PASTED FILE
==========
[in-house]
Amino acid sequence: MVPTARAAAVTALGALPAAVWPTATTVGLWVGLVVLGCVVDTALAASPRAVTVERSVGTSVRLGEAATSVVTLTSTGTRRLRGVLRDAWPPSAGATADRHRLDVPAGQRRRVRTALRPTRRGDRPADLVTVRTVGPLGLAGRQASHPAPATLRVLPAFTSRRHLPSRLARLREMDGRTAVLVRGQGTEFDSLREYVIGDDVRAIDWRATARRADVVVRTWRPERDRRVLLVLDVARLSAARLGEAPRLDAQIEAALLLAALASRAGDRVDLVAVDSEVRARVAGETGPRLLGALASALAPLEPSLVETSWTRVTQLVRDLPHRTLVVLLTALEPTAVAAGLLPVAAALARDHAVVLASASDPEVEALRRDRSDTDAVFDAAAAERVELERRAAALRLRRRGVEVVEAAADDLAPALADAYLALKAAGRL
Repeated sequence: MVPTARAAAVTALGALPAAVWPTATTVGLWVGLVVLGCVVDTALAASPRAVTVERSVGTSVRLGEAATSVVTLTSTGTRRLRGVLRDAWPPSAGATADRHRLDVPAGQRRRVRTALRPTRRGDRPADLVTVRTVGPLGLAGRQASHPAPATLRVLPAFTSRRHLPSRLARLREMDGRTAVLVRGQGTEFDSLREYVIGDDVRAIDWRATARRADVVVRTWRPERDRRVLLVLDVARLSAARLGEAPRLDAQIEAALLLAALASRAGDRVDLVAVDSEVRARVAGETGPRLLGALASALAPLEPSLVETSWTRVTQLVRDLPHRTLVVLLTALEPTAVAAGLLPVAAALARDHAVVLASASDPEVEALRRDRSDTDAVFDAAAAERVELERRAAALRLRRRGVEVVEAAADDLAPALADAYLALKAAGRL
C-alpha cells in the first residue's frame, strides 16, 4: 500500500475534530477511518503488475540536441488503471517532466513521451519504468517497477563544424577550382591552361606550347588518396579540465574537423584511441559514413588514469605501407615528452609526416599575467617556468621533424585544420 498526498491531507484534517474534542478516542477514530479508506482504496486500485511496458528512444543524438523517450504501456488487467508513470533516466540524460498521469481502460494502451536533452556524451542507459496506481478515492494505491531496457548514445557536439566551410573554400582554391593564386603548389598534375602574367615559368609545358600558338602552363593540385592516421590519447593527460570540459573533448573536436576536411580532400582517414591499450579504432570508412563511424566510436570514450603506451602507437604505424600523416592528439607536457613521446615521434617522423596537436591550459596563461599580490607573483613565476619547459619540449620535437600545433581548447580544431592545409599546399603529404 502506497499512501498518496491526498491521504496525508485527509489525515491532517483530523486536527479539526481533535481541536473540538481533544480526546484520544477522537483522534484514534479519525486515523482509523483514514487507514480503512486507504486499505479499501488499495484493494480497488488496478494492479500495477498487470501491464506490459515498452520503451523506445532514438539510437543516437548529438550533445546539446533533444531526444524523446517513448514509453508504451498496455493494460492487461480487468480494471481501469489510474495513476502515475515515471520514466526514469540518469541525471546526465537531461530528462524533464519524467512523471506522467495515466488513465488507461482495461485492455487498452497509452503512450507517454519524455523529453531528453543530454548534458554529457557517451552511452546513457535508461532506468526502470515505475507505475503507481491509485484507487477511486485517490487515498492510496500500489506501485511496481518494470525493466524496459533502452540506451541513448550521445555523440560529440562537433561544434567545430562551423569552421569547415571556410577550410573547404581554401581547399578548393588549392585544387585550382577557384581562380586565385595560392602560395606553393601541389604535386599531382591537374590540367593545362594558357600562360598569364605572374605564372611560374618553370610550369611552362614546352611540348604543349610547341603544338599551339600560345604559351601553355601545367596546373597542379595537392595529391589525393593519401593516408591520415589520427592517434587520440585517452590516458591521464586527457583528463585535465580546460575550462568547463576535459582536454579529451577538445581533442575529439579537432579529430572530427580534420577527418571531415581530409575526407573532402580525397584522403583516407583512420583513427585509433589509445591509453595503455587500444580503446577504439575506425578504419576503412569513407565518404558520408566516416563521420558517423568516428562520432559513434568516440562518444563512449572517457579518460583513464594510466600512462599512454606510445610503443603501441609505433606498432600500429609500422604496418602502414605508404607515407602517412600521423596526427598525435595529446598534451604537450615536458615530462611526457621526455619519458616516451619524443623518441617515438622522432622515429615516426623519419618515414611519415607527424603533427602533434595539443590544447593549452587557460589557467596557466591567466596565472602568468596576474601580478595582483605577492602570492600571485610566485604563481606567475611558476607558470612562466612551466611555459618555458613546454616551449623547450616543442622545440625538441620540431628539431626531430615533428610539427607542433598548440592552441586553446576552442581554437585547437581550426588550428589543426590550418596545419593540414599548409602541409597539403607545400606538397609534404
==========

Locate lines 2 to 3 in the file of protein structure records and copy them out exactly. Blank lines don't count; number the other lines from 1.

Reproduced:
Amino acid sequence: MVPTARAAAVTALGALPAAVWPTATTVGLWVGLVVLGCVVDTALAASPRAVTVERSVGTSVRLGEAATSVVTLTSTGTRRLRGVLRDAWPPSAGATADRHRLDVPAGQRRRVRTALRPTRRGDRPADLVTVRTVGPLGLAGRQASHPAPATLRVLPAFTSRRHLPSRLARLREMDGRTAVLVRGQGTEFDSLREYVIGDDVRAIDWRATARRADVVVRTWRPERDRRVLLVLDVARLSAARLGEAPRLDAQIEAALLLAALASRAGDRVDLVAVDSEVRARVAGETGPRLLGALASALAPLEPSLVETSWTRVTQLVRDLPHRTLVVLLTALEPTAVAAGLLPVAAALARDHAVVLASASDPEVEALRRDRSDTDAVFDAAAAERVELERRAAALRLRRRGVEVVEAAADDLAPALADAYLALKAAGRL
Repeated sequence: MVPTARAAAVTALGALPAAVWPTATTVGLWVGLVVLGCVVDTALAASPRAVTVERSVGTSVRLGEAATSVVTLTSTGTRRLRGVLRDAWPPSAGATADRHRLDVPAGQRRRVRTALRPTRRGDRPADLVTVRTVGPLGLAGRQASHPAPATLRVLPAFTSRRHLPSRLARLREMDGRTAVLVRGQGTEFDSLREYVIGDDVRAIDWRATARRADVVVRTWRPERDRRVLLVLDVARLSAARLGEAPRLDAQIEAALLLAALASRAGDRVDLVAVDSEVRARVAGETGPRLLGALASALAPLEPSLVETSWTRVTQLVRDLPHRTLVVLLTALEPTAVAAGLLPVAAALARDHAVVLASASDPEVEALRRDRSDTDAVFDAAAAERVELERRAAALRLRRRGVEVVEAAADDLAPALADAYLALKAAGRL